Swine manure is typically in slurry form and contains nitrogen (N), phosphorus (P), and organic material that is beneficial to crops. Unfortunately, for economic and logistical reasons, manure tends to be applied to soils near where it is produced and P concentrations increase to the point that they are often in excess of crop demands. With the implication that runoff of excess P contributes to eutrophication of streams and other water bodies, farmers are experiencing increasing pressures and regulation to not apply manure to those soils. We previously reported on an invention capable of removing P from dairy manures. This pilot-scale study shows that the MAPHEX System can remove greater than 96% of the phosphorus in swine manures, and strongly suggests that, once scaled up, the essentially P free effluent could be beneficially used for fertigation without further loading the receiving soils with P. This scaling up has the potential to reduce storage volumes to allow for mitigation of overflow problems during large storms. Furthermore, this study suggests that capital equipment costs and treatment costs for swine manure would be lower than for treating dairy manure.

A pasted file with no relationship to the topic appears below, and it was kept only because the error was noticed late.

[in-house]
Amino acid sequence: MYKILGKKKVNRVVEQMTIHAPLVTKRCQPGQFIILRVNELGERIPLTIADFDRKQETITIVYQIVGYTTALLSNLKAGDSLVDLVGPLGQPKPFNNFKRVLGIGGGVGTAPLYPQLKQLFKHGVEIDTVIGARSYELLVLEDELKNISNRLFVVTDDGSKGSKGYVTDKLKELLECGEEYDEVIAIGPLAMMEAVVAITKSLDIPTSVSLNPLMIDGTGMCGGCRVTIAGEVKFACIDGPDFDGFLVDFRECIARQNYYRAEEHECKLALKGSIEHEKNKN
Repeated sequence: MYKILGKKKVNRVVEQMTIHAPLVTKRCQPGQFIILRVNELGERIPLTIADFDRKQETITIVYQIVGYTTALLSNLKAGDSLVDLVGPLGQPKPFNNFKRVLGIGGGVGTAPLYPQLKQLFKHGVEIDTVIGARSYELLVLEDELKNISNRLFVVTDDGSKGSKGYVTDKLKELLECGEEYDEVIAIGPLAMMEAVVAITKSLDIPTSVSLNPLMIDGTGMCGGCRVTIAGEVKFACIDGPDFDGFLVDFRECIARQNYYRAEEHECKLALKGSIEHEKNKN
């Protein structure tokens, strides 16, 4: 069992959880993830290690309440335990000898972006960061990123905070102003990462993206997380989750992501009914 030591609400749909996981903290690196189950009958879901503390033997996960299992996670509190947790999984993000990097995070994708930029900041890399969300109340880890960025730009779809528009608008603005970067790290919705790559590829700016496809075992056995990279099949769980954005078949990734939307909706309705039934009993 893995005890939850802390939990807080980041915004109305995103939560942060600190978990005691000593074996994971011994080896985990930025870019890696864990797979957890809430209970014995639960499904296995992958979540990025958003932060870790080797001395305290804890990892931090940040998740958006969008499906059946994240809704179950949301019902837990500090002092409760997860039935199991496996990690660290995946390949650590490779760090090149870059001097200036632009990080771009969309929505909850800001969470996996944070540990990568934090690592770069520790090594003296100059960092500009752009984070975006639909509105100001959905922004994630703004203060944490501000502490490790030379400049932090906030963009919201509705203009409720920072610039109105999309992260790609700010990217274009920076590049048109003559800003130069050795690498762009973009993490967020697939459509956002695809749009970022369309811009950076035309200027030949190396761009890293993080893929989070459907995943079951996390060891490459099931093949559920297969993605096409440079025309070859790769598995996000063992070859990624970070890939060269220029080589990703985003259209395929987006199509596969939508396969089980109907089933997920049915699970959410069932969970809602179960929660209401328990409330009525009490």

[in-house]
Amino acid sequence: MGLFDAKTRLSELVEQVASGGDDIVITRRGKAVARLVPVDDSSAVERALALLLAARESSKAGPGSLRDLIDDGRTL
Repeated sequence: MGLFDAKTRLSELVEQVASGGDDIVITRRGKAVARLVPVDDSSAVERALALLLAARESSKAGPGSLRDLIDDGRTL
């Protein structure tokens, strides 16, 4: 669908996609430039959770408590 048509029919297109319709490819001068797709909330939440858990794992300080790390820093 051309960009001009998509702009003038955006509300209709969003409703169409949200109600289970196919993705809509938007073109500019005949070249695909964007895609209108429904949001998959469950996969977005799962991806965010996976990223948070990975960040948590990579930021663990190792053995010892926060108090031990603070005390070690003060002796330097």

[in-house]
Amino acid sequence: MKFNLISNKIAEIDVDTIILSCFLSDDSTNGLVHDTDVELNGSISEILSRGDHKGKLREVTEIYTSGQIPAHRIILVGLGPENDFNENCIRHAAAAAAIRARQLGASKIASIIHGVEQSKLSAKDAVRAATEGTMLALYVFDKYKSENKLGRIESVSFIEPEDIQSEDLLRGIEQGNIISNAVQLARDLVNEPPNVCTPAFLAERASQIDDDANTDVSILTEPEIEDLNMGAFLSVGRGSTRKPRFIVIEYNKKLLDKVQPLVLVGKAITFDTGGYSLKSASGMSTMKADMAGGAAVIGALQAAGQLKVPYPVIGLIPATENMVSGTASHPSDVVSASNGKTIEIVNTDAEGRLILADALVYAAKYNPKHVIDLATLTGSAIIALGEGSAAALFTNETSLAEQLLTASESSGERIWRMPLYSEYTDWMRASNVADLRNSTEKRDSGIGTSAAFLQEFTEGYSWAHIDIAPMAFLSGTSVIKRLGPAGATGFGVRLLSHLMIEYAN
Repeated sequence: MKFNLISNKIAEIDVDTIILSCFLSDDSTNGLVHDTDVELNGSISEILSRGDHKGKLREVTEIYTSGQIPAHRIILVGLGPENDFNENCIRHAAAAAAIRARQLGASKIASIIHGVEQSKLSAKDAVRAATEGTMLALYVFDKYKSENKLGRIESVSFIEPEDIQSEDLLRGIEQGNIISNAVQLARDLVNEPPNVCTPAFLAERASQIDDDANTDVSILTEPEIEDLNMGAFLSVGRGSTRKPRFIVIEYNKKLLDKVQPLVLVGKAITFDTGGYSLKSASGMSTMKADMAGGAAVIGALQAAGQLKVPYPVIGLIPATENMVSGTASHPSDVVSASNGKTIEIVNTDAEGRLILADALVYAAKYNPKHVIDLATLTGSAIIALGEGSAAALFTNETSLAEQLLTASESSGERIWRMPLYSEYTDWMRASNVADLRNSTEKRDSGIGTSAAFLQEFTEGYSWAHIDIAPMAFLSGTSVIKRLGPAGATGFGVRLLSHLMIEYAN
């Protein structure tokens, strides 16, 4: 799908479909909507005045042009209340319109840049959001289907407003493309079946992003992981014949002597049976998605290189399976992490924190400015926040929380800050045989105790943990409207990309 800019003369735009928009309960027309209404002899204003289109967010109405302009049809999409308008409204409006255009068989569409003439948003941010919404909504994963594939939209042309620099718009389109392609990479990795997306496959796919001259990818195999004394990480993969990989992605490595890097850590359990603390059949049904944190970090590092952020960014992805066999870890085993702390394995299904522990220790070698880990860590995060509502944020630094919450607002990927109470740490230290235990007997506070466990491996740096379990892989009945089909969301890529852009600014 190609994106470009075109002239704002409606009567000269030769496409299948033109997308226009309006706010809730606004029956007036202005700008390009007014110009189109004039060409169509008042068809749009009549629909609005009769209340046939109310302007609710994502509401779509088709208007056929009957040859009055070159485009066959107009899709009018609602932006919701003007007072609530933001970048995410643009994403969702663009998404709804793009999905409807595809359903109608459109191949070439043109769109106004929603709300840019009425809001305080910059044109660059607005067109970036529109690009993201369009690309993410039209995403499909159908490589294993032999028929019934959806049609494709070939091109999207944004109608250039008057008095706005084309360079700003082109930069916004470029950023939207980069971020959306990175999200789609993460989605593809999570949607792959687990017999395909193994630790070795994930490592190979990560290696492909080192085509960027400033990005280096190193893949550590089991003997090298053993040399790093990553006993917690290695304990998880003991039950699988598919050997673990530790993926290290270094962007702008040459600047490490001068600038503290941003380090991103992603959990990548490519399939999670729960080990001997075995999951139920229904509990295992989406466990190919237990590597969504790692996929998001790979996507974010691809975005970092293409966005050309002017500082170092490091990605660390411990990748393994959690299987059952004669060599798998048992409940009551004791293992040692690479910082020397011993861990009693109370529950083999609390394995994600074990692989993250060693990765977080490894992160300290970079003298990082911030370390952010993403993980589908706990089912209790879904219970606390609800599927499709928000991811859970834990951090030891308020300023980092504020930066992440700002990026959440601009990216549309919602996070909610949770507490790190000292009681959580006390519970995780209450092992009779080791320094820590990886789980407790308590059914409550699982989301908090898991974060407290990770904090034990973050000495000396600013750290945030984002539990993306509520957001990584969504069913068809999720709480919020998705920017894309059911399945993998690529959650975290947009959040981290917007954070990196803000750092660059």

|Original language||English (US)|
|Number of pages||7|
|Journal||Applied Computational Electromagnetics Society Journal|
|State||Published - 2020|
All Science Journal Classification (ASJC) codes
- Astronomy and Astrophysics
- Electrical and Electronic Engineering